But these days, when so much of our “social activity” is accomplished by tapping a heart or a thumbs-up icon (which is not to say that plenty of writers aren’t able to cultivate meaningful followings on social media, where real expressions of emotion, reasoned opinions, and constructive criticism are possible, if not common), writers are more hungry than ever for in-person interactions and a sense of community that is marked by an actual conversation or collaboration and is punctuated by a handshake or even—come on, let’s admit it, we all need one once in a while—a hug.
Whether it’s a huge industry event or a more intimate gathering of friendly writers, community is a feeling that you are among your people. Maybe it’s a group of literary essayists who grew up in the same relatively underserved area of Oklahoma talking about the geography of memory, or it’s fiction writers in Alaska who want to address the issue of climate change through their work, or it’s essayists who gather to discuss markets for their writing, or poets who meet to talk about prison writing and the language of incarceration. Or it’s an open mic held in the back room of a hotel bar every other Tuesday evening. Or a writing group that shares work online every week and meets in person every month for a submission party. From community you can get a sense of belonging, but you can also clarify your sense of self. You can get motivation from community, accountability, support. You can feel recognized, and you can feel a part of something larger than yourself.
Community is also an important part of the creative process because it stimulates us and our thinking, sometimes pushing us further and deeper into our projects. In his book Where Good Ideas Come From: The Natural History of Innovation, Steven Johnson explains how everything that happens in your brain is, technically speaking, a network, and that good ideas have signature patterns in the networks that make them:
“To make your mind more innovative, you have to place it inside environments that share that same network signature: networks of ideas or people that mimic the neural networks of a mind exploring the boundaries of the adjacent possible. Certain environments enhance the brain’s natural capacity to make new links of association.”
We would argue that a healthy, stimulating community is the perfect example of an environment that promotes creative thinking. Like an organic, flesh-and-blood version of the commonplace book, a community allows for connections among writers and their ideas and observations. To say nothing of the emotional support, educational exploration, and camaraderie that community can provide.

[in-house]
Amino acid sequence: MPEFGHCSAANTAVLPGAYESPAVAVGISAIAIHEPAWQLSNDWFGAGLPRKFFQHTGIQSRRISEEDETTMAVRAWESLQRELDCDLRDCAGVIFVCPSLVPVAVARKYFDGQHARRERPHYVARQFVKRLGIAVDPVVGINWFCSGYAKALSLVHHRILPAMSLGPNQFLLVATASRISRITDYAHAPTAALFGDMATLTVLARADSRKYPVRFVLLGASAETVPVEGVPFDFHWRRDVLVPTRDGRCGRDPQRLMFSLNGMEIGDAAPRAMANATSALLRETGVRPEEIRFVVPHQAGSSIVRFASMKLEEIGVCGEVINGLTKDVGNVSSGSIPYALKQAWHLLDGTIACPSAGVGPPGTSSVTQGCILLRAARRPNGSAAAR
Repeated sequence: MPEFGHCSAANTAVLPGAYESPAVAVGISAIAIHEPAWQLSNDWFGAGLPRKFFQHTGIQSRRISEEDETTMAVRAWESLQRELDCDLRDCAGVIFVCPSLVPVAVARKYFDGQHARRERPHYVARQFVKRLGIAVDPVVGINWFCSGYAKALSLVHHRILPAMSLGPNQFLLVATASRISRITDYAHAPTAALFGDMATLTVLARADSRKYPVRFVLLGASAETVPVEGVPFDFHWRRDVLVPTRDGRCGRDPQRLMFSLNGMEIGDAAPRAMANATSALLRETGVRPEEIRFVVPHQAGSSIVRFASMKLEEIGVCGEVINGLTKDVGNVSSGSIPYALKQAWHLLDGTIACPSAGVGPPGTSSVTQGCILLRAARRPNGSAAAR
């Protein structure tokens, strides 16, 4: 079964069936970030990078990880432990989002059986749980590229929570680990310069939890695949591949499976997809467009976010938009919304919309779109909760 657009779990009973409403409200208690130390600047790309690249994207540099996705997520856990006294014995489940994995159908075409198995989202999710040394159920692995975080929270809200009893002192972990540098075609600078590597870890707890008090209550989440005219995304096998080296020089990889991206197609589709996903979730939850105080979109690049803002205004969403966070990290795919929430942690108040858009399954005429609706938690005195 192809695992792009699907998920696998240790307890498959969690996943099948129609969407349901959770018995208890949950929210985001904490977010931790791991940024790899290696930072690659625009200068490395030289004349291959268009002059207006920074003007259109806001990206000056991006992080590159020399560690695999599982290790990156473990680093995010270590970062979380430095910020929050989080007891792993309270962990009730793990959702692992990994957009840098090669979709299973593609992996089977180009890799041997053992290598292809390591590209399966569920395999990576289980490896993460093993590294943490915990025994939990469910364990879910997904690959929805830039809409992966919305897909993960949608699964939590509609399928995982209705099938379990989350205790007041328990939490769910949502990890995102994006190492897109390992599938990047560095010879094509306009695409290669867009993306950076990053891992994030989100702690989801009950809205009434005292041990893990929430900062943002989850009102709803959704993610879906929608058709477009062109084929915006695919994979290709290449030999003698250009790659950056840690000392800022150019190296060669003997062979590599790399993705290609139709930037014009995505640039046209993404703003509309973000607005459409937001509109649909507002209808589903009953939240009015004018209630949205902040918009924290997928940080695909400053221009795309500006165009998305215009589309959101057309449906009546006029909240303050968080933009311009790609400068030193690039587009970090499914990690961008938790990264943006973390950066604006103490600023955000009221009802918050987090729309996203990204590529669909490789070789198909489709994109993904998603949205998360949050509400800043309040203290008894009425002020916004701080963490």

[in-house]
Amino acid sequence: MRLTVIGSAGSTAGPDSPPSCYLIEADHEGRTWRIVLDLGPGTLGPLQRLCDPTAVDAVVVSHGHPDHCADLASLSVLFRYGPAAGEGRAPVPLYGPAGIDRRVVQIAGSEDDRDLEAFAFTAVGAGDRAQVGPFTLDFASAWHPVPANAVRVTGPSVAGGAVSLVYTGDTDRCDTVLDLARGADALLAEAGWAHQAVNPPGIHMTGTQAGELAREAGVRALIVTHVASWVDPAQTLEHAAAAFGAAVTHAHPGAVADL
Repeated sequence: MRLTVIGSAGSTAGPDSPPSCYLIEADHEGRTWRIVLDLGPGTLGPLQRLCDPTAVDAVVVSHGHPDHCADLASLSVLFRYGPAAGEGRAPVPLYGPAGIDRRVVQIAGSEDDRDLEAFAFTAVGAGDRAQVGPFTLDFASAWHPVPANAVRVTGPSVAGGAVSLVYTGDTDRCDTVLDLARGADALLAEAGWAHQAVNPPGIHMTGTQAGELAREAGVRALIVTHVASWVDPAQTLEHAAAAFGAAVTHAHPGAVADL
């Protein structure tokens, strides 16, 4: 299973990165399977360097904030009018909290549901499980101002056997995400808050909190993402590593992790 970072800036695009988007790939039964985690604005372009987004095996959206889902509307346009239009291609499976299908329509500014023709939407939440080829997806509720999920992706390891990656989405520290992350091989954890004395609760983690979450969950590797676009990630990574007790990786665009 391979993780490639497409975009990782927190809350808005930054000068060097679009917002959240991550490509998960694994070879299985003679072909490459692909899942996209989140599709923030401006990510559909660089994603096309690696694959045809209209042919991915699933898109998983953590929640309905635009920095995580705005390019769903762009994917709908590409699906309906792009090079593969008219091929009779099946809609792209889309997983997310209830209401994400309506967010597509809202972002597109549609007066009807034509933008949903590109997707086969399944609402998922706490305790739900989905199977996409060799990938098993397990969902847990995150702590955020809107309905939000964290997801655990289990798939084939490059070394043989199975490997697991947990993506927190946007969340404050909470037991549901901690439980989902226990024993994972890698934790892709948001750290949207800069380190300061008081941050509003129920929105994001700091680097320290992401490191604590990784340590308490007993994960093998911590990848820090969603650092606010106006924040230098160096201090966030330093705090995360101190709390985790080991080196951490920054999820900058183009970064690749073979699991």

For some writers, that feeling of validation, of support and community, can fill a void created by generations of marginalization, by institutional racism and the failure of social, political, and literary institutions to acknowledge and extend their missions and services to underserved communities. In recent decades there have been a number of literary organizations that have been formed with the express goal or mission of providing support and a sense of community for specific, historically underrepresented groups of writers such as African American poets (Cave Canem), Asian American writers (Kundiman and the Asian American Writers’ Workshop), Latinx writers (CantoMundo), Arab American writers (Radius of Arab American Writers, or RAWI), queer writers (Lambda Literary Foundation), and disabled writers (Zoeglossia). These organizations and many more like them—see the list of 15 National Organizations Serving Writers and Writing at the back of this book—host readings and organize retreats, sponsor literary prizes, maintain websites that offer valuable information, and/or offer other literary activities that can be life-changing.
Poet and attorney Reginald Dwayne Betts saw the retreat sponsored by Cave Canem, a nonprofit organization founded in 1996 “to remedy the under-representation and isolation of African American poets in the literary landscape,” as a kind of home. “Cave Canem opened up the space to think about who I was, and for me that meant it gave me permission to chase the thing that might make me weep. And what is writing, if not this?” he writes. The retreats organized by Kundiman, a nonprofit founded in 2004 to provide “a safe yet rigorous space where Asian American poets can explore, through art, the unique challenges that face the new and ever changing diaspora,” fostered a similar feeling of belonging in Duy Doan, winner of the Yale Series of Younger Poets prize for We Play a Game. “I would never be able to overemphasize the positive impact that the Kundiman retreats have had on me—writing, musing, connecting with other Asian–Pacific Islander American writers, being taken in by a richly talented and generous community,” he writes.
The point is, community means different things to different people, but for everyone it’s a vital source of some key ingredients of the writing life. It’s easy enough to say that writing is all about placing yourself in a chair and grinding it out, you and the words, applying pressure to the rock until diamonds appear in the dust. Solitary seduction, suffering, and success. And it is that—until it isn’t. Then there is a need to share, commiserate, question, discover, inspire, and be inspired with others. When you find the right people, it’s a beautiful, necessary miracle: Your world opens up, the universe expands, and guess what? You’re no longer alone.
From The Poets & Writers Complete Guide to Being a Writer by Kevin Larimer and Mary Gannon. Copyright © April 7th, 2020. Reprinted by permission of Avid Reader Press, an imprint of Simon & Schuster, Inc.
Previous ArticleFinding Permission to Fail in
A Confederacy of Dunces